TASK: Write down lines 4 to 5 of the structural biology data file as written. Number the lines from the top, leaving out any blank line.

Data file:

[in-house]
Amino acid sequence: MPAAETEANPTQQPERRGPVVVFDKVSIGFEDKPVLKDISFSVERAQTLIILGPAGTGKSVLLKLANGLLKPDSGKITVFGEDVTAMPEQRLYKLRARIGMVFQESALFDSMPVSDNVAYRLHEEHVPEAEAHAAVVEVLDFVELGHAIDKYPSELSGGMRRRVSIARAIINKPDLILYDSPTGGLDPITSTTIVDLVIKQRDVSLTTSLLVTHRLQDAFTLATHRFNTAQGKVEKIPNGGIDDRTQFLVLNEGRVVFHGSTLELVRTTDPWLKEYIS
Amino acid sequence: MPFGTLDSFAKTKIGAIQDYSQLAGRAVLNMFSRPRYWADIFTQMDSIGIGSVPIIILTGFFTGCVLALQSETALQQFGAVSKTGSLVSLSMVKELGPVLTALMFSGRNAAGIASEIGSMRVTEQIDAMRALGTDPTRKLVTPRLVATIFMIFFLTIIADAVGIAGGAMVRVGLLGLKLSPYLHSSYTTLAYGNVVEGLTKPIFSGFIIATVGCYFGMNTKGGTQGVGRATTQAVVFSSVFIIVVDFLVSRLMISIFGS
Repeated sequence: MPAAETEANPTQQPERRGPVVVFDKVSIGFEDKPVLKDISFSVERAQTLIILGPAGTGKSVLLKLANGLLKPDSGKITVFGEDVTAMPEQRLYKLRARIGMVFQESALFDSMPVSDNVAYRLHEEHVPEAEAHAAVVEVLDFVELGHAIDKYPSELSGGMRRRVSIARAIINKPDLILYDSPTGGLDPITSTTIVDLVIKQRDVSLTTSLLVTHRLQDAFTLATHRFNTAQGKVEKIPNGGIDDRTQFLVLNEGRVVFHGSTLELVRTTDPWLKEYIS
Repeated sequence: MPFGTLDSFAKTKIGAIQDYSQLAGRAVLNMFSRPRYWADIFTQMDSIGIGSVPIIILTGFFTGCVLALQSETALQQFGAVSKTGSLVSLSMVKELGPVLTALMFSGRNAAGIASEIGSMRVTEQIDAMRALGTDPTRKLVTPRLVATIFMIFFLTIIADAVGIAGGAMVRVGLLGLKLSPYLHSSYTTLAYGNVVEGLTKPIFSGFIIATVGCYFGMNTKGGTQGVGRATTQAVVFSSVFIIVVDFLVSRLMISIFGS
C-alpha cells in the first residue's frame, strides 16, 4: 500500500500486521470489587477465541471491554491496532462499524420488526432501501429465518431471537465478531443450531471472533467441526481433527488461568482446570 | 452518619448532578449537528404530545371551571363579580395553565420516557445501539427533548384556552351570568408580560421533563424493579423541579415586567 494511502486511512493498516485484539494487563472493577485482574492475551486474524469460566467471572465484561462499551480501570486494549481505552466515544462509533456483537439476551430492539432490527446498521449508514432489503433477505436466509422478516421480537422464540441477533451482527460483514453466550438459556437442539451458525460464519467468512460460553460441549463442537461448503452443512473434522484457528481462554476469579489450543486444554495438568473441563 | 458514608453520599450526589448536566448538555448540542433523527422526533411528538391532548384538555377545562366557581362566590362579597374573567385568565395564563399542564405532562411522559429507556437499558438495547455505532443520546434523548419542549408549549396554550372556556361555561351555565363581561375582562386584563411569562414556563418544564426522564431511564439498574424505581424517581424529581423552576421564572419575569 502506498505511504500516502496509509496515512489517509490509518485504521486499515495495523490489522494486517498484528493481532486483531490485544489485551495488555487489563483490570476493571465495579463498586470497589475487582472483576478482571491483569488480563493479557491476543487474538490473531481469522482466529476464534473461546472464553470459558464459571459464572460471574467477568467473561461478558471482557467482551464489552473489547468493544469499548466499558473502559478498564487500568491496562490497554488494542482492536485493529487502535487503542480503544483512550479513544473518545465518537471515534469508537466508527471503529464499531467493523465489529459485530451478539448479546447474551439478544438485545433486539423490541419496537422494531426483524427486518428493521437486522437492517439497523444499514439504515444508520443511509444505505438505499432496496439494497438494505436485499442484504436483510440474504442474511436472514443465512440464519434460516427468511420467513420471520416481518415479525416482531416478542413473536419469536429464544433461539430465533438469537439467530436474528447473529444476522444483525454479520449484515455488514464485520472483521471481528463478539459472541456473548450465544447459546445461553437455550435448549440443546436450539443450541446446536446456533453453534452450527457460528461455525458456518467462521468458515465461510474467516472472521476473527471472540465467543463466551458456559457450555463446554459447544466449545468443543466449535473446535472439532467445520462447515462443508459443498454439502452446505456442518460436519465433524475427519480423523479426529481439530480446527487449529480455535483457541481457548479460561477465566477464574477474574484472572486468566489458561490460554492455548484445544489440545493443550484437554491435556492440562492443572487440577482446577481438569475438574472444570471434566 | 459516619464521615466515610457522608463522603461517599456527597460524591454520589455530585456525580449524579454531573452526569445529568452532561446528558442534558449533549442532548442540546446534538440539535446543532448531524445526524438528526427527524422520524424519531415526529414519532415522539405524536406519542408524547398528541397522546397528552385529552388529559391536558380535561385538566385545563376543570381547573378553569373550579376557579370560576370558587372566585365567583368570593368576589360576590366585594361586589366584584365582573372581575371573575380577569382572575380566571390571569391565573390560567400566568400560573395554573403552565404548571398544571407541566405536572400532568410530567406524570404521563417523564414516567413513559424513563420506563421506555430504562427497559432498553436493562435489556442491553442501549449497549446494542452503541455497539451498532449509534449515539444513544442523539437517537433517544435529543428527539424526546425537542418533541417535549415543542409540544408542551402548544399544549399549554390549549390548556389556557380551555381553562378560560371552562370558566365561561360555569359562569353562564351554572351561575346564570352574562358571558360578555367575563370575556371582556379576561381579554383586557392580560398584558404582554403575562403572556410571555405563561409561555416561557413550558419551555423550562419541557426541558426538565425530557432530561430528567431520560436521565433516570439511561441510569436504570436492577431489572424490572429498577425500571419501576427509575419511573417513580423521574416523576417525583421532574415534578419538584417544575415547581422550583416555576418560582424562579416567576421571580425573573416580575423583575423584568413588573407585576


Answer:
Repeated sequence: MPAAETEANPTQQPERRGPVVVFDKVSIGFEDKPVLKDISFSVERAQTLIILGPAGTGKSVLLKLANGLLKPDSGKITVFGEDVTAMPEQRLYKLRARIGMVFQESALFDSMPVSDNVAYRLHEEHVPEAEAHAAVVEVLDFVELGHAIDKYPSELSGGMRRRVSIARAIINKPDLILYDSPTGGLDPITSTTIVDLVIKQRDVSLTTSLLVTHRLQDAFTLATHRFNTAQGKVEKIPNGGIDDRTQFLVLNEGRVVFHGSTLELVRTTDPWLKEYIS
Repeated sequence: MPFGTLDSFAKTKIGAIQDYSQLAGRAVLNMFSRPRYWADIFTQMDSIGIGSVPIIILTGFFTGCVLALQSETALQQFGAVSKTGSLVSLSMVKELGPVLTALMFSGRNAAGIASEIGSMRVTEQIDAMRALGTDPTRKLVTPRLVATIFMIFFLTIIADAVGIAGGAMVRVGLLGLKLSPYLHSSYTTLAYGNVVEGLTKPIFSGFIIATVGCYFGMNTKGGTQGVGRATTQAVVFSSVFIIVVDFLVSRLMISIFGS